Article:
In Good To Great author Jim Collins writes that company core values “require no external justification; they have intrinsic value and importance to those inside the organization.”
In other words, values are personal.
Values require no justification because they are formed through experience.
I value courage because, in my experience, when I am “courageous” good things happen.
My friend, on the other hand, values “security” more than courage, because he is responsible for a large (and growing) family.
When it comes to values, there is no “right” or “wrong,” there is only true. Values are a choice, but we choose to value that which we believe (based upon experience) is in our best interest.
Too often leaders make the mistake of trying to pull values from a long list of nice-sounding words (integrity, trust, honor, etc) failing to recognize that if they don’t personally value these things they will struggle to act accordingly.
Therefore, if you hope to create, and lead, a values-driven organization, you must start by first identifying the your personal core values and going from there.
Five-Steps: Personal Core Values “Discovery”
Here’s the approach to personal core values “discovery” that I have found most effective…
Step 1: “Data” Collection
Your life is a record of your values. Looking back, what are the key moments, decisions, highlights (and low) that have defined your life, to-date?
Whether you realize it or not, your values are the guide our decisions and influence our choices, both big and small. By asking a few specific questions about your life, we can identify the values that form the basis for who, and how, you are.
Here are a few of my favorite “values discovery” questions:
- What have been the “peak” experiences of your life?
- e. the “best day of my life;” “it doesn’t get any better;” “I was born for this” moments
- Of what are you most proud?
- e. personal growth; professional achievement; relationships; etc
- What makes you angry?
- The big things or just little annoyances…
- Who are your role models?
- “Role models”: Individuals, living or dead, who have achieved something in their life that you hope to achieve in yours
- What companies do you most admire?
- What organizations do work that you respect? in a way that you admire? or make products that you value?
- What are your obsessions?
- What do you love? What do you always do? What can’t you live without?
- What is your favorite quote?
- Something famous or not. A saying that you love (and likely repeat, often).
Step 2: Identify The Values “Implicit” In The Data
The second step in this process is to uncover the values implicit in your answers to the questions above.
For each of your answers, ask yourself “why?” Why did you enjoy that moment? Why did that behavior make you angry? Why do you love that quote? The answers to these questions: values. What are they?
This step in the process should result in a list of anywhere from 15-30 unique values.
Step 3: Identify and Prioritize Your “Core” Values
This is the hardest part of the process, but also the most important. The fact is, if you value everything, you value nothing.
The good news is that it is through the prioritization process that real clarity emerges.
For example, I once worked with a talented executive struggling to decide on whether to accept a prestigious promotion. The opportunity represented both tremendous professional achievement as well as a new opportunity to grow. Through the values discovery process (described above), both achievement and growth emerged as important to him.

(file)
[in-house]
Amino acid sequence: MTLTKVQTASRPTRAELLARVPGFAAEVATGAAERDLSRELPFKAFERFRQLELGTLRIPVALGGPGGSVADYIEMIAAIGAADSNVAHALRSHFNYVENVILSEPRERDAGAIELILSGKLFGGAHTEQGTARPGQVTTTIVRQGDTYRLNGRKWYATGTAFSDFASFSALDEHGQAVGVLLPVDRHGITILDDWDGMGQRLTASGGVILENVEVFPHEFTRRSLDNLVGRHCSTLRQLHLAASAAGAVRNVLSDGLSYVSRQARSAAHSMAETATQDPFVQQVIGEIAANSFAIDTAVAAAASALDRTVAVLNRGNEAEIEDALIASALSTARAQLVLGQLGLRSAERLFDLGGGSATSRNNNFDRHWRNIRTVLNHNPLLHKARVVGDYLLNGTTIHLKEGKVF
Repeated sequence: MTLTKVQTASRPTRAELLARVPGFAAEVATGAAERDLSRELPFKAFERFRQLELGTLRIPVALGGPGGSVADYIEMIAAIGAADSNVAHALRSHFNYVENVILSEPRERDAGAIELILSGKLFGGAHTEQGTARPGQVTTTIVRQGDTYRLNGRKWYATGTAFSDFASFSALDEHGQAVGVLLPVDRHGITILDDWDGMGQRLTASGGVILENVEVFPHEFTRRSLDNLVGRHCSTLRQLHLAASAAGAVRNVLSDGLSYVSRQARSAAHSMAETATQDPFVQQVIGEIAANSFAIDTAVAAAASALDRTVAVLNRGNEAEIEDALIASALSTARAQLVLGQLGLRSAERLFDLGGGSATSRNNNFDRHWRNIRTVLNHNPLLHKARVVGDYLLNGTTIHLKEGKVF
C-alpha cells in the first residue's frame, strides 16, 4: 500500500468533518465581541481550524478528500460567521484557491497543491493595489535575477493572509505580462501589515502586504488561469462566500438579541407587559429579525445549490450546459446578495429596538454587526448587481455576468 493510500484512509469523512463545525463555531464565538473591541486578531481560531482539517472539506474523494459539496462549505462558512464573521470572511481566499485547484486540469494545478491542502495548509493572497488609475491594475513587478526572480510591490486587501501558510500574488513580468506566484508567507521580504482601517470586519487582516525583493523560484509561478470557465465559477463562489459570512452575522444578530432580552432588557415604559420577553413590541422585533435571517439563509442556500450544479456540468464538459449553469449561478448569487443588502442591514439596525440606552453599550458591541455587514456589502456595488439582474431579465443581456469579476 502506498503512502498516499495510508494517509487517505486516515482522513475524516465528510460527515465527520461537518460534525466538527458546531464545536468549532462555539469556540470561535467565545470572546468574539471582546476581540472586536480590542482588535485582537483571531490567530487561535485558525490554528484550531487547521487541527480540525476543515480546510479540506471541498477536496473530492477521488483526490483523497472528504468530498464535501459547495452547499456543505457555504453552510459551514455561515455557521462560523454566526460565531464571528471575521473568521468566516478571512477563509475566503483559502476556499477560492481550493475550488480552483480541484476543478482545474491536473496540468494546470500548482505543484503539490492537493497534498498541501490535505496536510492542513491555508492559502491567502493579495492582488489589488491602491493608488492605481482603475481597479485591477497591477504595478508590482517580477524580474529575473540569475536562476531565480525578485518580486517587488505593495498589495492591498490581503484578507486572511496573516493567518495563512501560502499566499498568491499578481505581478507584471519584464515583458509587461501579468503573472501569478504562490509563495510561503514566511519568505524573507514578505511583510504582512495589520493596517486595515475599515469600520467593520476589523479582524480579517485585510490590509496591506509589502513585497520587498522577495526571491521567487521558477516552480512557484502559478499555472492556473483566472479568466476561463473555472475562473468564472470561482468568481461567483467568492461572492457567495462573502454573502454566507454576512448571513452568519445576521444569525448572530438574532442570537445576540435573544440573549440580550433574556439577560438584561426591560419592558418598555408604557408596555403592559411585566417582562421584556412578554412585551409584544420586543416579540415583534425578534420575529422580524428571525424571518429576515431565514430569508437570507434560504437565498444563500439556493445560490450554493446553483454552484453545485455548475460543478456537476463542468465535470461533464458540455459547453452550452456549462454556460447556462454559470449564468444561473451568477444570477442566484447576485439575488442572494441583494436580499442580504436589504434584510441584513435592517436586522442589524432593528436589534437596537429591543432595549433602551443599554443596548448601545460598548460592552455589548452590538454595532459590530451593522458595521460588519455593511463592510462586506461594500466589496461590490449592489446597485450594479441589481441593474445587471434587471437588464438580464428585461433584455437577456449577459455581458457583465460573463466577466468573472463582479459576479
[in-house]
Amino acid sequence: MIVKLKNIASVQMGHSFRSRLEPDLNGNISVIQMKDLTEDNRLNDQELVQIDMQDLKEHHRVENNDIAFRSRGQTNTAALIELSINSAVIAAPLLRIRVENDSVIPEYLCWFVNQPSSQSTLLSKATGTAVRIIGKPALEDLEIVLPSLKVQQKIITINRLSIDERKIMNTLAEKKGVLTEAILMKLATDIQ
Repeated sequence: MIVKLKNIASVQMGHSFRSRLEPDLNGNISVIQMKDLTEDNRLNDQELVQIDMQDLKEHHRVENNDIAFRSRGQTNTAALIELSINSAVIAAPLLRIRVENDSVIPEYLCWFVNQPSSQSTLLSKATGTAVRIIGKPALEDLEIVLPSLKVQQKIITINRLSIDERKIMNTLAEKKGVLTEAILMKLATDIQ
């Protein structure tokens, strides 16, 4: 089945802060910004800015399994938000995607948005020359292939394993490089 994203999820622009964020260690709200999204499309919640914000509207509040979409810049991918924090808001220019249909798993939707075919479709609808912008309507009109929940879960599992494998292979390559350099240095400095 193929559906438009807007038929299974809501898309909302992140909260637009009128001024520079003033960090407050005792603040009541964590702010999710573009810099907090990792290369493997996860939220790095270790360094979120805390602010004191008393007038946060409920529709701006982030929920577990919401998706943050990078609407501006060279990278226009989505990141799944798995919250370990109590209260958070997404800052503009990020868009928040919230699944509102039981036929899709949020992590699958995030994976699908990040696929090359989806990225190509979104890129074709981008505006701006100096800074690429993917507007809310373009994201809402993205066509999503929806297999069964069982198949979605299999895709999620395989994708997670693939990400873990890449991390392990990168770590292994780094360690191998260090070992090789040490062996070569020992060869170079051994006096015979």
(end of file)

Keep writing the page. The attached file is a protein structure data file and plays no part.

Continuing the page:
The problem was that the promotion would require him to relocate his family (including two teenage daughters) and they didn’t want to go. He was torn for in the same values discovery process he also identified a very strong “family” value.
He had to prioritize and, when he did, the decision became clear. While achievement and growth are critically important to him, they were not more important than family (his #1 core value).
He decided to pass on the promotion opportunity and remains very satisfied with the decision today.
In my experience, there is no “perfect” when it comes to decision-making. Every choice has trade-offs. The secret to peace-of-mind: being aware of the trade-offs and making your choices intentionally.
Step 4: Translate Your Values Into Guiding Principles
Critically, words alone are not enough. To truly understand what you value you must understand the underlying implications of each word in your list.
For each value on your list, ask yourself, “what does this value mean?” “What is that I do because I hold this value?” “What is that I expect of others?”
For each of your core values, create 1-3 guiding principles that bring it to life.
Good rule of thumb: Write the guiding principle in a way that would make it easy for you to explain the value to son or daughter.
Step 5: Learn
This is perhaps the most important step in this process.
Now that you’ve identified your personal core values take some time to reflect on how these values are working in your life.
1. How have your values helped you? In other words, why do you continue to value these things? How have they value contributed to your success, personally or professionally?
For example, my #1 core value is Freedom. I have always valued Freedom and it has led me to create a unique, high-growth, high-excitement professional career. If I didn’t value Freedom so much I would have likely had a more traditional professional career in law, medicine or finance.
2. How have your values made your life harder? When we choose to value one thing, we necessarily de-value something else. When or where have these trade-offs hurt you?